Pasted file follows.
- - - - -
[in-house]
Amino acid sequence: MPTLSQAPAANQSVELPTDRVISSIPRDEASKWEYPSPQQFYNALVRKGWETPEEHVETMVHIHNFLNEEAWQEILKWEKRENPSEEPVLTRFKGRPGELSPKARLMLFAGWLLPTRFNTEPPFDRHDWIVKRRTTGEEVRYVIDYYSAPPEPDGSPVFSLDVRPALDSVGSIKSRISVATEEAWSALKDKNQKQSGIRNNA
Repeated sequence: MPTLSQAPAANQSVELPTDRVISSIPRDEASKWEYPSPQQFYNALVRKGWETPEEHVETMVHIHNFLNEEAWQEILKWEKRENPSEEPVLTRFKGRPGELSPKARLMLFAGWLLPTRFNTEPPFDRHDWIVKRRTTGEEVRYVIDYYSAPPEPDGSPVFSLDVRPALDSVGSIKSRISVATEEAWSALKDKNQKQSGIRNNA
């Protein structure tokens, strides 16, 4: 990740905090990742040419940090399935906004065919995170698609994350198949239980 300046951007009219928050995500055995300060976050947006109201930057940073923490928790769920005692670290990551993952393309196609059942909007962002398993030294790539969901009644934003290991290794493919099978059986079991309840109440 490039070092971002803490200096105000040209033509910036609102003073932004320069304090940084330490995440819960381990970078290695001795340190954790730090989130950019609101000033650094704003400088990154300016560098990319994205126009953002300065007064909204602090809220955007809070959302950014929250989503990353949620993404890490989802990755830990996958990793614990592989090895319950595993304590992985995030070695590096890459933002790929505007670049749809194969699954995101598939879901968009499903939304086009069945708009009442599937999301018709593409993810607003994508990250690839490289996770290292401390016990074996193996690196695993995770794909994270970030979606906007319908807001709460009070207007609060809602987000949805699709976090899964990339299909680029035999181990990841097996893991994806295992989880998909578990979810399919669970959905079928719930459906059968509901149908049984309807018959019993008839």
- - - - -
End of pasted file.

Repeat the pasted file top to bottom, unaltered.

[in-house]
Amino acid sequence: MPTLSQAPAANQSVELPTDRVISSIPRDEASKWEYPSPQQFYNALVRKGWETPEEHVETMVHIHNFLNEEAWQEILKWEKRENPSEEPVLTRFKGRPGELSPKARLMLFAGWLLPTRFNTEPPFDRHDWIVKRRTTGEEVRYVIDYYSAPPEPDGSPVFSLDVRPALDSVGSIKSRISVATEEAWSALKDKNQKQSGIRNNA
Repeated sequence: MPTLSQAPAANQSVELPTDRVISSIPRDEASKWEYPSPQQFYNALVRKGWETPEEHVETMVHIHNFLNEEAWQEILKWEKRENPSEEPVLTRFKGRPGELSPKARLMLFAGWLLPTRFNTEPPFDRHDWIVKRRTTGEEVRYVIDYYSAPPEPDGSPVFSLDVRPALDSVGSIKSRISVATEEAWSALKDKNQKQSGIRNNA
């Protein structure tokens, strides 16, 4: 990740905090990742040419940090399935906004065919995170698609994350198949239980 300046951007009219928050995500055995300060976050947006109201930057940073923490928790769920005692670290990551993952393309196609059942909007962002398993030294790539969901009644934003290991290794493919099978059986079991309840109440 490039070092971002803490200096105000040209033509910036609102003073932004320069304090940084330490995440819960381990970078290695001795340190954790730090989130950019609101000033650094704003400088990154300016560098990319994205126009953002300065007064909204602090809220955007809070959302950014929250989503990353949620993404890490989802990755830990996958990793614990592989090895319950595993304590992985995030070695590096890459933002790929505007670049749809194969699954995101598939879901968009499903939304086009069945708009009442599937999301018709593409993810607003994508990250690839490289996770290292401390016990074996193996690196695993995770794909994270970030979606906007319908807001709460009070207007609060809602987000949805699709976090899964990339299909680029035999181990990841097996893991994806295992989880998909578990979810399919669970959905079928719930459906059968509901149908049984309807018959019993008839």